Suncook United Methodist Church
May 6, 2010
Galatians 1:11-24 Gods Word Translation
Luke 8:4-8, 11-15 New Living Translation
1 Kings 17:8-16 Gods Word Translation
Psalm 146:1-5 New Living Translation
“The Proof Is In the Pudding”
The Lord be with you…
And also with you…
Let us pray…
Our Loving God, we thank you for this day that we are able to come into your house and worship you. We pray for your Spirit to be here with us, teaching us what you would have us know for this journey of faith we are on. May we have ears that hear, hearts that are open to your instruction and mouths that will sing your praises to the ends of the earth. May your word be heard through me or in spite of me this day. May the meditations of our minds and hearts be pleasing to you O Lord, our Rock and Redeemer. Speak Lord…your children are listening.
Have you ever had a dealing with someone and think to yourself (or even say out loud) “I’ll believe it when I see it?” I know I have. There have been times in my life that someone keeps saying the same thing over and over, things like “I’m really sorry, I’ll never do it again” (I know I hear this one a lot from the girls), “this is the last time I’m going to do this, I really have changed” or even “I know your right, I’ll take your advice and do what you say, what you are saying makes sense to me.” It gets a little tiring to hear this over and over again. You want to actually see a change in things. You want them to prove to you what they are saying is really true. I know that as Christians we are to forgive “70 times 7” but it is so hard sometimes. I want to believe but I also want them to prove that when I believe it is because they really do want to make a change. (Seeing is believing, kind of like that doubting Thomas thing)Why is it so hard sometimes?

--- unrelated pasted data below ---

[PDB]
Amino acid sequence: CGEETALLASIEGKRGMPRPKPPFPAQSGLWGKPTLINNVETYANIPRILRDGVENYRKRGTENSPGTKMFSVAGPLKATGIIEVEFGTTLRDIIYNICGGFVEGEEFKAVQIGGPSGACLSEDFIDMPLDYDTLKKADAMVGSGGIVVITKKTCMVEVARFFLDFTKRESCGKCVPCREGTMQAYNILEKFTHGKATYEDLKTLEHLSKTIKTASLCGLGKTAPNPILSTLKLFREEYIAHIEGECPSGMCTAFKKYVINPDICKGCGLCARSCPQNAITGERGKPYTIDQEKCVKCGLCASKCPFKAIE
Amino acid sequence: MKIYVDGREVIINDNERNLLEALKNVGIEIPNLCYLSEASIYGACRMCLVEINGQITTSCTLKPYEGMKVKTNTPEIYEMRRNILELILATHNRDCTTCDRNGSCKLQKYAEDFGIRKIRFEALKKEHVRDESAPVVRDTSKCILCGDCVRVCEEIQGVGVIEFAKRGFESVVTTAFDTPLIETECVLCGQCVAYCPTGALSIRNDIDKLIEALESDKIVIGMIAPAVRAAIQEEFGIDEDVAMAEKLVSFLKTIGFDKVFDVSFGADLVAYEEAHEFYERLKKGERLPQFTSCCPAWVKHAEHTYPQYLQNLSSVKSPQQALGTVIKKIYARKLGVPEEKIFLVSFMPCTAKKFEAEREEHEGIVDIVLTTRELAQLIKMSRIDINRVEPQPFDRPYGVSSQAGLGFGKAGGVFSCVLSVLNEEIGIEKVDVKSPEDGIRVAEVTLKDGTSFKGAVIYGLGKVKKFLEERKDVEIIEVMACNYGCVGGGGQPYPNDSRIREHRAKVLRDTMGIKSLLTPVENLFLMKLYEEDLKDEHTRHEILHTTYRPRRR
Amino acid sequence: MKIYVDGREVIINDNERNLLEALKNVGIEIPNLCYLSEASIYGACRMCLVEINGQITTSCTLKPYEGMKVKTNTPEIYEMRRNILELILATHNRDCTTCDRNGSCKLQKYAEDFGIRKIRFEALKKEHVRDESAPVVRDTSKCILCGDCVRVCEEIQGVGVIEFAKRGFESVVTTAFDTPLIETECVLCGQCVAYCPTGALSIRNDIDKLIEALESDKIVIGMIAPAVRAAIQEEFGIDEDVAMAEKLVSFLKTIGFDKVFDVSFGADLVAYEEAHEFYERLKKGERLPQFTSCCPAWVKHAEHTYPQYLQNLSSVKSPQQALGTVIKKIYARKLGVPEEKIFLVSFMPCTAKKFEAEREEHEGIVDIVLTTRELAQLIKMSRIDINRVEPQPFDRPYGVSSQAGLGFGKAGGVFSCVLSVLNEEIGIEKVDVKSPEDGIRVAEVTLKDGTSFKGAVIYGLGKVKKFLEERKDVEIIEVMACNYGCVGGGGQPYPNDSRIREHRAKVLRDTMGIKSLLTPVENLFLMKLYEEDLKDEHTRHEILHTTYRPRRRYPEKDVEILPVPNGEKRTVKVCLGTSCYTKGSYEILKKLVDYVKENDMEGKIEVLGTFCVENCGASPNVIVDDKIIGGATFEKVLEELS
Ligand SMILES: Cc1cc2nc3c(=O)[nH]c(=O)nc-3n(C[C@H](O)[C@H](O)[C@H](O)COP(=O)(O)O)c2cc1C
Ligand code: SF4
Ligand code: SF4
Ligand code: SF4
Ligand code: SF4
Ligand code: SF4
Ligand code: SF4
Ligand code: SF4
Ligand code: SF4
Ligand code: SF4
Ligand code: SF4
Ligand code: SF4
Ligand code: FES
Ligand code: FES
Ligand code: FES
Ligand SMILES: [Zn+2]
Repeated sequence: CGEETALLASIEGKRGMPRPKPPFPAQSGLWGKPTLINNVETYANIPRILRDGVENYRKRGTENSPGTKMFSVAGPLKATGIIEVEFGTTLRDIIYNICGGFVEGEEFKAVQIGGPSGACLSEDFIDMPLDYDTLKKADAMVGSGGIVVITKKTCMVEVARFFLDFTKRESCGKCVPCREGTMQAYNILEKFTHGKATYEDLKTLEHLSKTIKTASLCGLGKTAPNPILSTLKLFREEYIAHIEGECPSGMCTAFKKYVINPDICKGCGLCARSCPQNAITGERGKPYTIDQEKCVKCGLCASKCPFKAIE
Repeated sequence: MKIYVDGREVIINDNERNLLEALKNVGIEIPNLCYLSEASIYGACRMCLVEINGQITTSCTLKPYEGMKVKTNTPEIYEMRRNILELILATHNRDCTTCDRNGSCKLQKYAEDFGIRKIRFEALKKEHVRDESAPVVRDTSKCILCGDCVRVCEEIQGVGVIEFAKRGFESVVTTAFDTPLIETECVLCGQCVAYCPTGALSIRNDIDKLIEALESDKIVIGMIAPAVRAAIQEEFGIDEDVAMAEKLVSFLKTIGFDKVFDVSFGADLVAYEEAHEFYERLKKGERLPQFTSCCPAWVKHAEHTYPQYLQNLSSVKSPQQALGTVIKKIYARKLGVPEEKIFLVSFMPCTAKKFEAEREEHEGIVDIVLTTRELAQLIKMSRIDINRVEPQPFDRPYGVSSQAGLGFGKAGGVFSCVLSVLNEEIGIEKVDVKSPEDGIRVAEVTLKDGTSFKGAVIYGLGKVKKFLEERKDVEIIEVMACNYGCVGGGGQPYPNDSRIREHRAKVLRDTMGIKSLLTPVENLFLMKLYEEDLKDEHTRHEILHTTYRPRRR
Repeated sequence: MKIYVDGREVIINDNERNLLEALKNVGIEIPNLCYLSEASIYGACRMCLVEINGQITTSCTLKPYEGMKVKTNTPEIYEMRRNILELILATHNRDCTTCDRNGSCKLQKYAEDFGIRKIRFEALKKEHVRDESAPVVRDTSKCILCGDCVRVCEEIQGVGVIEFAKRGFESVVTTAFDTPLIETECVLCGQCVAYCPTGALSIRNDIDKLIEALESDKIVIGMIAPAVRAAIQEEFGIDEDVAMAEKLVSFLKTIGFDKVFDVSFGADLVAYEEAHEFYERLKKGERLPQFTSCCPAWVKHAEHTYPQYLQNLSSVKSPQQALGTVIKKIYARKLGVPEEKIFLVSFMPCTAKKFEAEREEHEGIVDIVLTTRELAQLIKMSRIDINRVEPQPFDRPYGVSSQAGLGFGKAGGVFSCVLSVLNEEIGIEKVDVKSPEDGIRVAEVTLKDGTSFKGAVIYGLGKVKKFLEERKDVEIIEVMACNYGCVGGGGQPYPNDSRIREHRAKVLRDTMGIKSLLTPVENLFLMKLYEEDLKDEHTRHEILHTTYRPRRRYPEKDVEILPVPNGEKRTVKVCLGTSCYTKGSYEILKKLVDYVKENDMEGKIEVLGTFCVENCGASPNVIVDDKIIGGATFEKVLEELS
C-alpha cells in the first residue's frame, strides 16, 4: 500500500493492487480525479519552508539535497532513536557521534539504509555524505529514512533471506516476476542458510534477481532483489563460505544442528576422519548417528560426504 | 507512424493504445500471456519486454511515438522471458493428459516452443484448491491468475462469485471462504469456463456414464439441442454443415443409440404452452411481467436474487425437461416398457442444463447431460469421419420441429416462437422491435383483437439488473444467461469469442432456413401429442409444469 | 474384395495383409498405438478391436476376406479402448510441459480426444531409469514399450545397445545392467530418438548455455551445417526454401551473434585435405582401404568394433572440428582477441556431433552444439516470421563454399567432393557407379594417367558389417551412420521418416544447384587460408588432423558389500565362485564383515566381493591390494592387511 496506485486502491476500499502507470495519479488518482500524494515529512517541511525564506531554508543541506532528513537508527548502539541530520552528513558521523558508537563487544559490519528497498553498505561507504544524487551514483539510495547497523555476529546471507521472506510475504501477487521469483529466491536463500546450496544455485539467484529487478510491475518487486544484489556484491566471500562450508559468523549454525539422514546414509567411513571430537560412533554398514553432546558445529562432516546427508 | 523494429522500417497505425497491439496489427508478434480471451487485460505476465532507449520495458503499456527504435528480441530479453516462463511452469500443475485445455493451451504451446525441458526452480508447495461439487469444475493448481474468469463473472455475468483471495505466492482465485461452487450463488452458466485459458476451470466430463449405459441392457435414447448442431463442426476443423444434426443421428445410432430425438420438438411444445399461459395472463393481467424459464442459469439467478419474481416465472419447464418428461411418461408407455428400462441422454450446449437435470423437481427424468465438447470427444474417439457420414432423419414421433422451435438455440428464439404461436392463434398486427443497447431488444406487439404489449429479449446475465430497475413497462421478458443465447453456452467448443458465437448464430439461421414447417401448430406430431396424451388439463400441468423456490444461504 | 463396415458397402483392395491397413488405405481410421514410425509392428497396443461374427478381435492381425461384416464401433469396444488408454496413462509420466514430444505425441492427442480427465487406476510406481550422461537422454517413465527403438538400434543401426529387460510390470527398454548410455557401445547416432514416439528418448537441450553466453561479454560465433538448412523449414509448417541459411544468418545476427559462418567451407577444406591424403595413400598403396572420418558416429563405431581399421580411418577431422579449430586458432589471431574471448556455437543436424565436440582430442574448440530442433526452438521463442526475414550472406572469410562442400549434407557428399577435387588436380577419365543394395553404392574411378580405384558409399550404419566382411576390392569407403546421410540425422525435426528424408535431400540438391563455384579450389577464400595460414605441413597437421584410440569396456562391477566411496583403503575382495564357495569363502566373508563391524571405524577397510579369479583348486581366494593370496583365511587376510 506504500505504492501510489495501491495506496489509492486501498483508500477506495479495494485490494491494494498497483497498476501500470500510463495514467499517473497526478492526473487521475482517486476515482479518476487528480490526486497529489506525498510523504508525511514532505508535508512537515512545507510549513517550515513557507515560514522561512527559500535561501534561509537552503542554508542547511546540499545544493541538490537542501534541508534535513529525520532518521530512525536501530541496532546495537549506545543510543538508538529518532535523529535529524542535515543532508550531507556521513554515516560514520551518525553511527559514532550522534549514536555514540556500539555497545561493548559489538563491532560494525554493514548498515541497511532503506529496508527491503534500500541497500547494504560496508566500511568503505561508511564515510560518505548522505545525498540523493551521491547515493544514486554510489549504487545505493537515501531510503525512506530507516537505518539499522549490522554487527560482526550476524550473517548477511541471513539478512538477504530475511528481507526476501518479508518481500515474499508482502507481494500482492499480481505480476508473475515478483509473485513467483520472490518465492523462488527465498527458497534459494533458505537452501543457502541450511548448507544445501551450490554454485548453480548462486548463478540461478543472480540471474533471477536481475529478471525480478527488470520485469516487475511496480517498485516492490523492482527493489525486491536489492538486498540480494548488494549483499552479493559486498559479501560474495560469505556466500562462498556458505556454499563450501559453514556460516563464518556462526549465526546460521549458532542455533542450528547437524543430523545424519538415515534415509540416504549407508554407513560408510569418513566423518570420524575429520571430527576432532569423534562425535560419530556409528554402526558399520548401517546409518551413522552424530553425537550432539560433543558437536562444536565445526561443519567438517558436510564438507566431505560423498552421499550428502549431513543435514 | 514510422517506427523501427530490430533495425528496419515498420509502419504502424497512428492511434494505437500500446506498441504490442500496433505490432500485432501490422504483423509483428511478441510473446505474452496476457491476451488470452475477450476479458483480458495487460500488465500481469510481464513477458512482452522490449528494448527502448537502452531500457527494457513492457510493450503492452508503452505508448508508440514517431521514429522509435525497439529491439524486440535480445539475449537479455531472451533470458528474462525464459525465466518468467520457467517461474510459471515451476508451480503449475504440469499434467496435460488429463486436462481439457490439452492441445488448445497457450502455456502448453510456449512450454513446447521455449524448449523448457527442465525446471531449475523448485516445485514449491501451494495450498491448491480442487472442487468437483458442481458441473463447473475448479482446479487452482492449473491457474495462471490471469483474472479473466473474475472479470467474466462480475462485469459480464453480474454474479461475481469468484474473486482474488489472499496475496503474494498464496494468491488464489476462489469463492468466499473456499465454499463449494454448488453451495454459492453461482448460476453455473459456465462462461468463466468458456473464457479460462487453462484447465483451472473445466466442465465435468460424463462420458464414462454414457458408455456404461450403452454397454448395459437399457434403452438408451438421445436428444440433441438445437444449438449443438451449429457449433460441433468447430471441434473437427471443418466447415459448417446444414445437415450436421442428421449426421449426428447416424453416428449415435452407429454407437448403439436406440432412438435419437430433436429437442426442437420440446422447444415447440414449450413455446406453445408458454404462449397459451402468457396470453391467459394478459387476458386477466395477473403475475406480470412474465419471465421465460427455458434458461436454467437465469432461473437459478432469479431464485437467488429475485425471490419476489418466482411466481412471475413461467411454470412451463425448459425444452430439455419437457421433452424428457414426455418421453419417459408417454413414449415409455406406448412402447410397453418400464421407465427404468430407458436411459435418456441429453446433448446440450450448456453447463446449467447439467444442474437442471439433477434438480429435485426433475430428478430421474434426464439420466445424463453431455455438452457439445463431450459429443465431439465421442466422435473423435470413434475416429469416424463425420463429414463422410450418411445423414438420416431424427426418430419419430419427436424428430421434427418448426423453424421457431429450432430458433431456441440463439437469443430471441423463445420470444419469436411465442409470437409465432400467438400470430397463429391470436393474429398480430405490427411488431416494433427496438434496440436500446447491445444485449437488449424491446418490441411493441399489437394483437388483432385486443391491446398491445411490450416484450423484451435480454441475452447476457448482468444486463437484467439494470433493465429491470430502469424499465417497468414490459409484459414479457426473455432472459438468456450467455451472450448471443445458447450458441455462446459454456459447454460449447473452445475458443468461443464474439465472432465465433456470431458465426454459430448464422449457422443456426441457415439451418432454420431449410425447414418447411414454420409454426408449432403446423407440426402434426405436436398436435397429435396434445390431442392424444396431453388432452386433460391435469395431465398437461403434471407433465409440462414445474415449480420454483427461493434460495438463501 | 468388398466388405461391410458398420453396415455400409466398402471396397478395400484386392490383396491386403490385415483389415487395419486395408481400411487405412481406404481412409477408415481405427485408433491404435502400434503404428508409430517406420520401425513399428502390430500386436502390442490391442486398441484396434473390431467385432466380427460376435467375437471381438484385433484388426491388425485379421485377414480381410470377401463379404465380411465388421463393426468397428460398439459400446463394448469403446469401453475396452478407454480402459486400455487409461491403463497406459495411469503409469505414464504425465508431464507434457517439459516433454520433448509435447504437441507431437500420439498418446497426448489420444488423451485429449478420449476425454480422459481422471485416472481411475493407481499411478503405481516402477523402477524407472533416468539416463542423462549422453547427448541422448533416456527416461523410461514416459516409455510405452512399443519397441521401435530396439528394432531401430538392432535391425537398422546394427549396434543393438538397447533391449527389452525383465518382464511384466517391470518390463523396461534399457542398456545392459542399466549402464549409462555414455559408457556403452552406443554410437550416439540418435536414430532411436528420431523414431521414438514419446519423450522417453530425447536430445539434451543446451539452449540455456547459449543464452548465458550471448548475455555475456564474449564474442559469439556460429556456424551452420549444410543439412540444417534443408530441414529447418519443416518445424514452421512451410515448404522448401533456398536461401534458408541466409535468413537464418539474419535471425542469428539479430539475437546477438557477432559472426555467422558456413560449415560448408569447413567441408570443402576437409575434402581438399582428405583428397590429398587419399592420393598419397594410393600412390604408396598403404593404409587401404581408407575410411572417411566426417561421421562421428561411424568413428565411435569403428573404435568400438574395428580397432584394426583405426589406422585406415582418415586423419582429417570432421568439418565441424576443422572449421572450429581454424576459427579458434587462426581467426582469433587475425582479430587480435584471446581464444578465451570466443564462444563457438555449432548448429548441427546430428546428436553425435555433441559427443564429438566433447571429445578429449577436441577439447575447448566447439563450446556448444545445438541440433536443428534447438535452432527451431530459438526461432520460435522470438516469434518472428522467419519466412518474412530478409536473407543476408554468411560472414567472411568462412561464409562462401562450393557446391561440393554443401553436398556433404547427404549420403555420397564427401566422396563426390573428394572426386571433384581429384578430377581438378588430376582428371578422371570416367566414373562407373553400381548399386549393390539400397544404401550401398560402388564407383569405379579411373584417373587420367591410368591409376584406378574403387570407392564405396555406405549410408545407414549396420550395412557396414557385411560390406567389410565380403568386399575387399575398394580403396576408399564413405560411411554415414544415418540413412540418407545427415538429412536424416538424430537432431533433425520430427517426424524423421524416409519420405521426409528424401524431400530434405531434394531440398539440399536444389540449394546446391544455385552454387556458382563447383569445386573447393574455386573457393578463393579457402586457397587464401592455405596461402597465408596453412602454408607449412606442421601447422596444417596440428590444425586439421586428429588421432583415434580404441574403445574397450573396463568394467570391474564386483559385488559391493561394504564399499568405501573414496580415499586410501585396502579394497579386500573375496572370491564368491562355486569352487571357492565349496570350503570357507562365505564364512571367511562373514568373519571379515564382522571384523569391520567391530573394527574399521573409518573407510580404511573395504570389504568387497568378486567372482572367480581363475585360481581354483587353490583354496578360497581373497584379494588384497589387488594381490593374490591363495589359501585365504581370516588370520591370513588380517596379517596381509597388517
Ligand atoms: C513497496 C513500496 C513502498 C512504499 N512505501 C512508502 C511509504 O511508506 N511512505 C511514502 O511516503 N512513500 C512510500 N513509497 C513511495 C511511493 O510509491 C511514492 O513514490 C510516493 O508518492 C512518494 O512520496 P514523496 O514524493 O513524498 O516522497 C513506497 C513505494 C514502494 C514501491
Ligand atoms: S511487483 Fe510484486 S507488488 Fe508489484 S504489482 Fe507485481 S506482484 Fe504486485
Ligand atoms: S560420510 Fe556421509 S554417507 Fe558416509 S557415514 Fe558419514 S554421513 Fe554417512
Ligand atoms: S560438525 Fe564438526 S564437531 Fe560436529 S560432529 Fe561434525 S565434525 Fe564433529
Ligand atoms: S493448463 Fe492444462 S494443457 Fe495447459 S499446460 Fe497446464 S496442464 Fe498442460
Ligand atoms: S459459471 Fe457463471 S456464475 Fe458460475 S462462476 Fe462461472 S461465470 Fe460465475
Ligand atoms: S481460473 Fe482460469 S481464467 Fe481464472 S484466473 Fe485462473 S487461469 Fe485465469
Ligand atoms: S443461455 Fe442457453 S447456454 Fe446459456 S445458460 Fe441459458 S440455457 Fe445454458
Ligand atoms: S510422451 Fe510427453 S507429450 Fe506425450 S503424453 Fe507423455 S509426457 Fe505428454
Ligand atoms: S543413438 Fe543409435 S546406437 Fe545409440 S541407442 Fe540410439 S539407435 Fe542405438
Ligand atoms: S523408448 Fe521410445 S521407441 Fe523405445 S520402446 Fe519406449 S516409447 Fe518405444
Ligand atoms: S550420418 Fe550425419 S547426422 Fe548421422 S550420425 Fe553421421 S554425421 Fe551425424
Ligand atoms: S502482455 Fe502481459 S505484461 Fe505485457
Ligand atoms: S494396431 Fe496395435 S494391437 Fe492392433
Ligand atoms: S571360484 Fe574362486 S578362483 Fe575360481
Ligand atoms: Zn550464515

Paul must have had the same question raised about him. People knew about Paul when he was Saul. They knew what he used to do to the early Christians. They must have had their own questions about him when he started to “preach the Gospel.” Paul addresses this in Galatians 1:11-24 when he spoke to the people of Galatia. Paul knew they would have questions about his validity. Paul’s speech to them reads and (I’m reading from the Gods Word Translation):
“I want you to know, brothers and sisters, that the Good News I have spread is not a human message. I didn’t receive it from any person. I wasn’t taught it, but Jesus Christ revealed it to me. You heard about the way I once lived when I followed the Jewish religion. You heard how I violently persecuted God’s church and tried to destroy it. You also heard how I was far ahead of other Jews in my age group in following the Jewish religion. I had become that fanatical for the traditions of my ancestors. But God, who appointed me before I was born and who called me by his kindness, was pleased to show me his Son. He did this so that I would tell people who are not Jewish that his Son is the Good News. When this happened, I didn’t talk it over with any other person. I didn’t even go to Jerusalem to see those who were apostles before I was. Instead, I went to Arabia and then came back to Damascus. Then, three years later I went to Jerusalem to become personally acquainted with Cephas. I stayed with him for fifteen days. I didn’t see any other apostle. I only saw James, the Lord’s brother. (God is my witness that what I’m writing is not a lie.) Then I went to the regions of Syria and Cilicia. The churches of Christ in Judea didn’t know me personally. The only thing they had heard was this: “The man who persecuted us is now spreading the faith that he once tried to destroy.” So they praised God for what had happened to me.”